If I say cinnamon, you say … sugar? It’s a popular combination, of course.
But if you’re interested in the health-promoting effects of cinnamon, you may want to think anew about the spice.
For instance, says , executive chef at Bourbon Steak Restaurant in Washington, D.C., why not add it to savory dishes? He uses cinnamon to create a spice and herb rub for lamb loin. He also whips up a great spinach salad with raisins, pine nuts and cinnamon.
Critchley is a fan of the intense aromatics in cinnamon, especially in Saigon — a cousin of the cassia varieties of cinnamon most commonly used in the U.S. and Europe. And he says adding cinnamon to spice blends is a great way to layer flavors when you’re cooking.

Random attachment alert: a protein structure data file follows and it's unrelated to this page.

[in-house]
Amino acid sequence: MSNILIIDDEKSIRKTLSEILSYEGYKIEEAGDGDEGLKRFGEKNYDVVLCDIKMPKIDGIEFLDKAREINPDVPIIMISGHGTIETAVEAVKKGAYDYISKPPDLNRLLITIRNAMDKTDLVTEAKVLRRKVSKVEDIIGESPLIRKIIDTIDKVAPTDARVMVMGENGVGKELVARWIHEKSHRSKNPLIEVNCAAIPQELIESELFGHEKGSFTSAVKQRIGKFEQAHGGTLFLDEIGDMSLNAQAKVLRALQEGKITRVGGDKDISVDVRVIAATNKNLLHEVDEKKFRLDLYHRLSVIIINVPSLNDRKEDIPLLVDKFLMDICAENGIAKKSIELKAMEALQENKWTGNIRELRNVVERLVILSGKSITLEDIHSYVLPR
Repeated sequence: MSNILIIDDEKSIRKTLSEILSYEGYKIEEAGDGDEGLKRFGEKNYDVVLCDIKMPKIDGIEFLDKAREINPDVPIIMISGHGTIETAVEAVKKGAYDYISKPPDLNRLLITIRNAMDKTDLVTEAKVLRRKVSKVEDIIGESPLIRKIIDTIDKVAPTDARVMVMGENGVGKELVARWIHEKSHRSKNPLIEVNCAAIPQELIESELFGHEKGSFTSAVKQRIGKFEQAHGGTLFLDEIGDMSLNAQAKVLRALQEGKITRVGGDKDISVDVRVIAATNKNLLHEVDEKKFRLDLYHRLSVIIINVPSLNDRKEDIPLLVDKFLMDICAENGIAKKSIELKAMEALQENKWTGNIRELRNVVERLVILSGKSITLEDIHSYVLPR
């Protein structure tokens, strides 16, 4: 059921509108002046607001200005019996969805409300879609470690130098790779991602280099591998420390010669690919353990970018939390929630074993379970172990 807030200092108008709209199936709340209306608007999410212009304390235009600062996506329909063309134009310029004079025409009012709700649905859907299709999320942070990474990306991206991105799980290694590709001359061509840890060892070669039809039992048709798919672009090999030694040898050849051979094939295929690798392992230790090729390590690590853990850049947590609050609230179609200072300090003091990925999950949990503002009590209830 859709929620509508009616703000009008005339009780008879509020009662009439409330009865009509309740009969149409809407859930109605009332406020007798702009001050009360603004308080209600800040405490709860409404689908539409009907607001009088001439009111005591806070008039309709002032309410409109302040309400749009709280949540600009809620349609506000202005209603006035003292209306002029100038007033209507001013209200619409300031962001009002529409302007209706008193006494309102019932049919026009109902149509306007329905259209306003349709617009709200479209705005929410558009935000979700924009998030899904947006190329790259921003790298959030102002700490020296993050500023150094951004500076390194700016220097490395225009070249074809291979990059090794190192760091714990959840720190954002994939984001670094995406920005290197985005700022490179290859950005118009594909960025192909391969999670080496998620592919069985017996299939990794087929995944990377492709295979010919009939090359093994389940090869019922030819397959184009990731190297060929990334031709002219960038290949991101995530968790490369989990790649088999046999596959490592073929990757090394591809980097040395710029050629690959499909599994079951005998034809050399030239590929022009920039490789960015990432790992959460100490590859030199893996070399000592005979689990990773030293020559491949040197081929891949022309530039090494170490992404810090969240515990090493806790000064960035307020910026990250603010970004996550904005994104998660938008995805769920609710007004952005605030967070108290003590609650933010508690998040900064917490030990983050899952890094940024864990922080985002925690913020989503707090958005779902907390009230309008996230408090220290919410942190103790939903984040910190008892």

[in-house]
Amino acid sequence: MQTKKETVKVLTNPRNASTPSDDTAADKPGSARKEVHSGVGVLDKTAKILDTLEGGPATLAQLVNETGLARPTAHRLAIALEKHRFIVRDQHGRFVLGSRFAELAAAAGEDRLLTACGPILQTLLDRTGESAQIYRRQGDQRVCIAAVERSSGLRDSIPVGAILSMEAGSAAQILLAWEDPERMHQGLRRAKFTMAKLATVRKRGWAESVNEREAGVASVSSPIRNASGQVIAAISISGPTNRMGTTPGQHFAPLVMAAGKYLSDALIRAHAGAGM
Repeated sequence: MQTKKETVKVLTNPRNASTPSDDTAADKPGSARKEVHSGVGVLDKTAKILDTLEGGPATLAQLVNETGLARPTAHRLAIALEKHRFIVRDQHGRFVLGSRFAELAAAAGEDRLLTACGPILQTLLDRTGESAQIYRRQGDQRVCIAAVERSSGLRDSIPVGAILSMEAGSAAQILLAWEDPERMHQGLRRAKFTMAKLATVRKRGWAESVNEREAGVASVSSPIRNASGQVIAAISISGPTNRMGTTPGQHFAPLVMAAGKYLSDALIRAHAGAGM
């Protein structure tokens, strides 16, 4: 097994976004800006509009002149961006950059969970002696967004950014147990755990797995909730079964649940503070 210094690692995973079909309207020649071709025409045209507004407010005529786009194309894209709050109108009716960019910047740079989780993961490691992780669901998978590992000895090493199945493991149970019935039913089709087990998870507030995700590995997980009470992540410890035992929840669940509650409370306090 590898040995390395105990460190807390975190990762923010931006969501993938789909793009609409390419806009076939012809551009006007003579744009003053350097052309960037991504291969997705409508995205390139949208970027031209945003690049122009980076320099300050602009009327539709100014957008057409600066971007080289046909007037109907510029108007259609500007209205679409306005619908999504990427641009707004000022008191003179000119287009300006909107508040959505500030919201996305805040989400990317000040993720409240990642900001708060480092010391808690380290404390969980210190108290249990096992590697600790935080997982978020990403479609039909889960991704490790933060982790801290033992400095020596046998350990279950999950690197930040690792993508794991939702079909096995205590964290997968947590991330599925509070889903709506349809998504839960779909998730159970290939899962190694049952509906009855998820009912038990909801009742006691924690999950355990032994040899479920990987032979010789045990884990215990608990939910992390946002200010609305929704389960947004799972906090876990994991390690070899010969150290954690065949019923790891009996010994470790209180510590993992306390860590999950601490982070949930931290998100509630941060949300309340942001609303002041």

And when you start to look at the potential health-promoting effects of the spice, there’s even more incentive to experiment with it in the kitchen.
Cinnamon comes from the bark of trees. It has long been considered a medicinal plant. There are several varieties, harvested from southern China to Southeast Asia.
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